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Diabet Med. 2004 Apr;21(4):383-7.

WHO and ATPIII proposals for the definition of the metabolic syndrome in patients with Type 2 diabetes.

Author information

1
Unit of Metabolic Diseases, Department of Internal Medicine and Gastroenterology, University of Bologna, Bologna, Italy. marchreg@med.unibo.it

Abstract

AIMS:

Different criteria have been proposed by the World Health Organization (WHO) and by the Third Report of the National Cholesterol Education Expert Panel on Detection, Evaluation, and Treatment of High Blood Cholesterol in Adults (ATPIII) for the diagnosis of the metabolic syndrome. Its identification is of particular importance for coronary risk assessment.

METHODS:

The prevalence of the metabolic syndrome was determined according to the two different proposals in 1569 consecutive subjects with Type 2 diabetes.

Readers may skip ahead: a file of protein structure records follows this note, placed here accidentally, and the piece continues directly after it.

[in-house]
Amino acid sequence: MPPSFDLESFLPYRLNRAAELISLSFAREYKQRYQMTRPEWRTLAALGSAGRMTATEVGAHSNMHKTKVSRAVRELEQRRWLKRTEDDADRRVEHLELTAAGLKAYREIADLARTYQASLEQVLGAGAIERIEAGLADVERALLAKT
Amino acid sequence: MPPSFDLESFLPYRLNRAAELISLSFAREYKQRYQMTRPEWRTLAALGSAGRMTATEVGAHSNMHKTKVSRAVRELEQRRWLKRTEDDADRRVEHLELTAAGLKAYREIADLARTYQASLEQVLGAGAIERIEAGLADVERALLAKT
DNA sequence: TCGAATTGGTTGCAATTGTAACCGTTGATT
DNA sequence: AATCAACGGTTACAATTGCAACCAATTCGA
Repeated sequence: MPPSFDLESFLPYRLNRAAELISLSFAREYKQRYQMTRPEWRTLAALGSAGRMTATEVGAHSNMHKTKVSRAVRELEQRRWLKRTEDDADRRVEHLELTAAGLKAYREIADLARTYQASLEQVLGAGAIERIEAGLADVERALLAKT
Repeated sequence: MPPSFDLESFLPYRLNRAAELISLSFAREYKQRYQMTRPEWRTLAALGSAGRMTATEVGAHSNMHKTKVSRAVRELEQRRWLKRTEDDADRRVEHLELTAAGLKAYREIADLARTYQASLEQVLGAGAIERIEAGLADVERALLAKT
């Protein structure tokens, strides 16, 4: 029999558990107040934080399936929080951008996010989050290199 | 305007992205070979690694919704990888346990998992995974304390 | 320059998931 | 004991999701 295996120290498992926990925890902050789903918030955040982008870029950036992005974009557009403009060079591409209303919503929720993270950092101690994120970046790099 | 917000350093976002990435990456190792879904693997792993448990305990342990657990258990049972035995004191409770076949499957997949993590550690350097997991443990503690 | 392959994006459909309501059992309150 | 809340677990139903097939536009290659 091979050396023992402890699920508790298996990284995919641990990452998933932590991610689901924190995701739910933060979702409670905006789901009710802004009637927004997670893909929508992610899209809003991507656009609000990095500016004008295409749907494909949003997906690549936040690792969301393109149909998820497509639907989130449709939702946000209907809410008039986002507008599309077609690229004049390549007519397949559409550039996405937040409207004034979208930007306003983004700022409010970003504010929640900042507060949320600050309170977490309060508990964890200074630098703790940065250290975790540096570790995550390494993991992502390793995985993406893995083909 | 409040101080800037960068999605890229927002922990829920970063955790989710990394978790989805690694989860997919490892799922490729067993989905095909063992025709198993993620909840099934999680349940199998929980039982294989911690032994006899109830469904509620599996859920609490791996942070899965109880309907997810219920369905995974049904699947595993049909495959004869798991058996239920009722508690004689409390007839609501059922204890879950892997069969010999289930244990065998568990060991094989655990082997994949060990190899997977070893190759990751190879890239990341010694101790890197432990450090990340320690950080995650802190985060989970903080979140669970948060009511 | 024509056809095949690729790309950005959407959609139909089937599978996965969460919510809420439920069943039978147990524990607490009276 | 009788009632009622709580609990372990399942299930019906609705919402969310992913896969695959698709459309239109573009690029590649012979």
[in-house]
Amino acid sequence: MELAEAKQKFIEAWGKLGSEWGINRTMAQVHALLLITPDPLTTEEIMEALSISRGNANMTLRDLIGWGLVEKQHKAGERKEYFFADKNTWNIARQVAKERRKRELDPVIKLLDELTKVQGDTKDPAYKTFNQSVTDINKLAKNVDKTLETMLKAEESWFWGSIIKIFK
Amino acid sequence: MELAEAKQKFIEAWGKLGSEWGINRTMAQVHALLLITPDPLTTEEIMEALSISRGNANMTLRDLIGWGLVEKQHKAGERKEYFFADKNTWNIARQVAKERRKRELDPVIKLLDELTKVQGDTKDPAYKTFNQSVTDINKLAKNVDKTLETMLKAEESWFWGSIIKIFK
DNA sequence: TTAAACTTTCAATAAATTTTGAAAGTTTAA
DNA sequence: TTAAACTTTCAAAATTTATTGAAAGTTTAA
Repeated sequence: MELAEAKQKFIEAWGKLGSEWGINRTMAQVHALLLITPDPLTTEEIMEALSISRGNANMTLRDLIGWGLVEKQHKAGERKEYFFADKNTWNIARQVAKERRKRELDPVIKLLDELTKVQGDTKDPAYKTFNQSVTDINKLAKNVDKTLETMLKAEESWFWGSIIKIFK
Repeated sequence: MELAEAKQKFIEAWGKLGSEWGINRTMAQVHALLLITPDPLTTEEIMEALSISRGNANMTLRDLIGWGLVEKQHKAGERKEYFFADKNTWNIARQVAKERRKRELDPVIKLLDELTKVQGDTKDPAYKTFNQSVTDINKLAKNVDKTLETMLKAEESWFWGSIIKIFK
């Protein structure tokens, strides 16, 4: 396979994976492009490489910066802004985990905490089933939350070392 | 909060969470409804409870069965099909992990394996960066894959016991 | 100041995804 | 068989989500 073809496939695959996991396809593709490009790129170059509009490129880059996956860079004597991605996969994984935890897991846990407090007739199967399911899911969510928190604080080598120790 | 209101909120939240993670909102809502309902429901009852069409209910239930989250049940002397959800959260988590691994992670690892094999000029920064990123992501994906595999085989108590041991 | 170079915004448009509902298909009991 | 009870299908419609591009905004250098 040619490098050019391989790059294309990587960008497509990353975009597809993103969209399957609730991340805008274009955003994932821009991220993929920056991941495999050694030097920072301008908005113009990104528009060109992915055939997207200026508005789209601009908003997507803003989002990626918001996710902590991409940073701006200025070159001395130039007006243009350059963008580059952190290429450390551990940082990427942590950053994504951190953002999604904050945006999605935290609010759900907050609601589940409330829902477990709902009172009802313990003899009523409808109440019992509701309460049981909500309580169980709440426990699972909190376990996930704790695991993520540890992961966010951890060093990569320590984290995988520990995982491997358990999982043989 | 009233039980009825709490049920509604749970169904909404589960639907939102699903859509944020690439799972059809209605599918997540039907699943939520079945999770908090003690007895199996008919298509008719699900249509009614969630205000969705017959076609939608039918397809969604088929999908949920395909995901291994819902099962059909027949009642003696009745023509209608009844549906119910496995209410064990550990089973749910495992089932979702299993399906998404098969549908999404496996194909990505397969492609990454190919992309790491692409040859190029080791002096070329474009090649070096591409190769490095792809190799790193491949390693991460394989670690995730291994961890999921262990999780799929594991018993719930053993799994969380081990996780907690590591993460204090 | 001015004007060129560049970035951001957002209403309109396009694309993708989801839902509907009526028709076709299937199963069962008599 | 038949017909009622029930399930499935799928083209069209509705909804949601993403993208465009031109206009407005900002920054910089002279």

RESULTS:

By the WHO proposal, 81% of cases (95% confidence interval, 79-83) were labelled as metabolic syndrome. Microalbuminuria had the highest specificity (99%) and visceral obesity the highest sensitivity (93%). Seventy-eight per cent of patients (95% CI, 76-80) fulfilled the ATPIII criteria for metabolic syndrome, low HDL-cholesterol having the highest specificity (95%), elevated blood pressure having the highest sensitivity. According to both proposals, 1113 patients were positive; 183 were concordantly negative, indicative of a fairly good agreement (k statistics, 0.464). Subjects only positive for the WHO proposal were more frequently males, had a lower BMI and a higher arterial pressure. Only subjects identified by the ATPIII proposal had a significantly higher prevalence of previously detected coronary heart disease.

CONCLUSIONS:

Minimum criteria for the metabolic syndrome are met in most patients with Type 2 diabetes. Correct identification of the syndrome is important for an integrated approach to reduce the high costs and the associated disabilities. The ATPIII proposal more clearly identifies the burden of coronary heart disease associated with the metabolic syndrome.

[Indexed for MEDLINE]

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